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Front Plant Sci. 2017 May 3;8:646. doi: 10.3389/fpls.2017.00646. eCollection 2017.

Growth and Yield Responses of Cowpea to Inoculation and Phosphorus Fertilization in Different Environments.

Author information

1
International Institute of Tropical AgricultureNampula, Mozambique.
2
International Institute of Tropical AgricultureLusaka, Zambia.
3
Department of Theoretical & Applied Biology, Kwame Nkrumah University of Science and TechnologyKumasi, Ghana.
4
International Institute of Tropical Agriculture, Applied Soil Microbiology UnitIbadan, Nigeria.

Abstract

Cowpea (Vigna unguiculata) is a major source of dietary protein and essential component of the cropping systems in semi-arid regions of Sub-Saharan Africa. However, yields are very low due to lack of improved cultivars, poor management practices, and limited inputs use. The objectives of this study were to assess the effects of rhizobia inoculant and P on nodulation, N accumulation and yield of two cowpea cultivars in Mozambique. Field study was conducted in three contrasting environments during the 2013/2014 and 2014/2015 seasons using randomized complete block design with four replications and four treatments. Treatments consisted of seed inoculation, application of 40 kg P2O5 ha-1, inoculation + P, and a non-inoculated control. The most probable number (MPN) technique was used to estimate the indigenous bradyrhizobia populations at the experimental sites. The rhizobia numbers at the sites varied from 5.27 × 102 to 1.07 × 103 cells g-1 soil. Inoculation increased nodule number by 34-76% and doubled nodule dry weight (78 to 160 mg plant-1). P application improved nodulation and interacted positively with the inoculant. Inoculation, P, and inoculant + P increased shoot dry weight, and shoot and grain N content across locations but increases in number of pods plant-1, seeds pod-1, and 100-seed weight were not consistent among treatments across locations. Shoot N content was consistently high for the inoculated plants and also for the inoculated + P fertilized plants, whereas the non-inoculated control plants had the lowest tissue N content. P uptake in shoot ranged from 1.72 to 3.77 g kg-1 and was higher for plants that received P fertilizer alone. Inoculation and P either alone or in combination consistently increased cowpea grain yield across locations with yields ranging from 1097 kg ha-1 for the non-inoculated control to 1674 kg ha-1 for the inoculant + P treatment. Grain protein concentration followed a similar trend as grain yield and ranged from 223 to 252 g kg-1 but a negative correlation between grain yield and protein concentration was observed. Inoculation increased net returns by $104-163 ha-1 over that for the control. The results demonstrate the potential of improving cowpea grain yield, quality and profitability using inoculant, although the cost-benefit for using P at the current fertilizer price is not attractive except when applied together with inoculant at low P site.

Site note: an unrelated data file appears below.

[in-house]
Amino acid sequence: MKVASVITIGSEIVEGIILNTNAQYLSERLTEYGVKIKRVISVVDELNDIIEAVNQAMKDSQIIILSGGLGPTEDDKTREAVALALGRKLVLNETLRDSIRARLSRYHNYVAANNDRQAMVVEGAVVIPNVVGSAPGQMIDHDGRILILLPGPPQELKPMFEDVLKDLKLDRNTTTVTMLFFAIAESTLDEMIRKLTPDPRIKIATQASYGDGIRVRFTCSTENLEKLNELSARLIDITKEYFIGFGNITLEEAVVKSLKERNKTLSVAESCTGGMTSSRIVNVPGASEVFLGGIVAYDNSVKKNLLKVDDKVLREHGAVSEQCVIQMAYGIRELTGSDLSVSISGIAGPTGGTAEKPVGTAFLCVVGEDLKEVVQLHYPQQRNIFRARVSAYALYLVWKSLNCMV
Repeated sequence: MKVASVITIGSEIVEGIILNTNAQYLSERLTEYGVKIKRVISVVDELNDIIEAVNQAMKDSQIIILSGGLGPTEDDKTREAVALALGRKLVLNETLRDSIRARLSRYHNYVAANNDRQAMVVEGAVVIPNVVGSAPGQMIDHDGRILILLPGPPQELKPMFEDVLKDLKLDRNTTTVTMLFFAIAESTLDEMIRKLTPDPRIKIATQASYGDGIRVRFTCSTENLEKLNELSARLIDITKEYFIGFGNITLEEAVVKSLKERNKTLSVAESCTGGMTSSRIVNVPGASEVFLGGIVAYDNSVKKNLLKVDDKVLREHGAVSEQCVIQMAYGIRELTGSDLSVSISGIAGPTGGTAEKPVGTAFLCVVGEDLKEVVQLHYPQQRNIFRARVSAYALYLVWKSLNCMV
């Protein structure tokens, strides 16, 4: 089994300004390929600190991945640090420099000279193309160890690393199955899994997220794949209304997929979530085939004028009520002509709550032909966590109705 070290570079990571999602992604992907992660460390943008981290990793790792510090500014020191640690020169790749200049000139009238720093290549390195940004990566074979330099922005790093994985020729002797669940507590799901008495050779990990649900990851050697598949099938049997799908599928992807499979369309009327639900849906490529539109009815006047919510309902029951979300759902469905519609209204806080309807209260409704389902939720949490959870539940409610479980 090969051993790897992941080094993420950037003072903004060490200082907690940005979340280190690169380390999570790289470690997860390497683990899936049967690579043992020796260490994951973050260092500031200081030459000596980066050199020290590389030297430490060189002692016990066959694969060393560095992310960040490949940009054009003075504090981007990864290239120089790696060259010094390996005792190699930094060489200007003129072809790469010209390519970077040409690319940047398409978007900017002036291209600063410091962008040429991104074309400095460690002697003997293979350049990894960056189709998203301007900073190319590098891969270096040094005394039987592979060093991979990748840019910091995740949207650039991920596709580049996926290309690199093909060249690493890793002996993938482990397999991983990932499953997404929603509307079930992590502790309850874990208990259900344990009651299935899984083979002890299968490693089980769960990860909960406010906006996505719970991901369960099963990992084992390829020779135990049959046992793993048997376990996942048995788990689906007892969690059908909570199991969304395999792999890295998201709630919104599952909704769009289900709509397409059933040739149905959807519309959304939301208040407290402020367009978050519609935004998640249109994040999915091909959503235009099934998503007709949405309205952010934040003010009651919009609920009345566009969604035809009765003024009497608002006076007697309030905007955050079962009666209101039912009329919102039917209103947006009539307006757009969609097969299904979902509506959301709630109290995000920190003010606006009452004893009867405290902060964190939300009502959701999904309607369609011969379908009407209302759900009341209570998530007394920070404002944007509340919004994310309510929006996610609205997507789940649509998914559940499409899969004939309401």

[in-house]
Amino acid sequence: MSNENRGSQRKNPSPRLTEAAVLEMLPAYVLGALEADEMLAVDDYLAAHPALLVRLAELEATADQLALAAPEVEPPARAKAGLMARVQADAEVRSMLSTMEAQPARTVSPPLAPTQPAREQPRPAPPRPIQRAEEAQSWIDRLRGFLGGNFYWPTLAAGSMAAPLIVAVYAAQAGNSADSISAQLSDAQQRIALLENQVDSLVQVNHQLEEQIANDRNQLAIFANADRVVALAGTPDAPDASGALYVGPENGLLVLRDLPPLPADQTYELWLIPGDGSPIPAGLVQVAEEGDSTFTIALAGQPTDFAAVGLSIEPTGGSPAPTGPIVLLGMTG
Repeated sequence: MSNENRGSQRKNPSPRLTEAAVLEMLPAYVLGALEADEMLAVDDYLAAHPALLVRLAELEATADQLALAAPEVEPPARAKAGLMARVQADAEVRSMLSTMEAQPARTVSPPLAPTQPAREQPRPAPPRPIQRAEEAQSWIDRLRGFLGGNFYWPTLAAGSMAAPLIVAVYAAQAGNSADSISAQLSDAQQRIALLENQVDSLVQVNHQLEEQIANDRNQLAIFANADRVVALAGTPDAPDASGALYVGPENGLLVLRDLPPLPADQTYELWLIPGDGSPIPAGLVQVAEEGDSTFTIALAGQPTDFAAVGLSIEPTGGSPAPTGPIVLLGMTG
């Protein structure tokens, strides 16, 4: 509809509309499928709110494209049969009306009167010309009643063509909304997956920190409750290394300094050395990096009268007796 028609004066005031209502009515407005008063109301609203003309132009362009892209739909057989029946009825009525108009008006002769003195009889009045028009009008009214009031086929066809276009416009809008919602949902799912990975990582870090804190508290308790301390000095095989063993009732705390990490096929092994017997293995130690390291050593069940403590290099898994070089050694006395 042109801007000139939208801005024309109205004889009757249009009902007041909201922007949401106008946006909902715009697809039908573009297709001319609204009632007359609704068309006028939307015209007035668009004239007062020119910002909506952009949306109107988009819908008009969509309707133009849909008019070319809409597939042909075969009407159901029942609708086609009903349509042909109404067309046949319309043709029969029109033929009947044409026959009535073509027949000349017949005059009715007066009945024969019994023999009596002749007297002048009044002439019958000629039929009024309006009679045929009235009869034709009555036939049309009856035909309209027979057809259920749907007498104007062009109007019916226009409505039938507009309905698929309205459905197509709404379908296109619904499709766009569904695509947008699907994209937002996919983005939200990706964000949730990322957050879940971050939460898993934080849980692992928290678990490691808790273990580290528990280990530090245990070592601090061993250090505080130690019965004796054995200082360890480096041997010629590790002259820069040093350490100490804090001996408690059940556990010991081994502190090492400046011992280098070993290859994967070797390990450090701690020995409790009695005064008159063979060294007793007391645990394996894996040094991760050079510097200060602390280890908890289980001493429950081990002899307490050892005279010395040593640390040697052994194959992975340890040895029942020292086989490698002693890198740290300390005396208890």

KEYWORDS:

Bradyrhizobium spp.; Vigna unguiculata; inoculation; nitrogen fixation; nodulation; phosphorus; protein content

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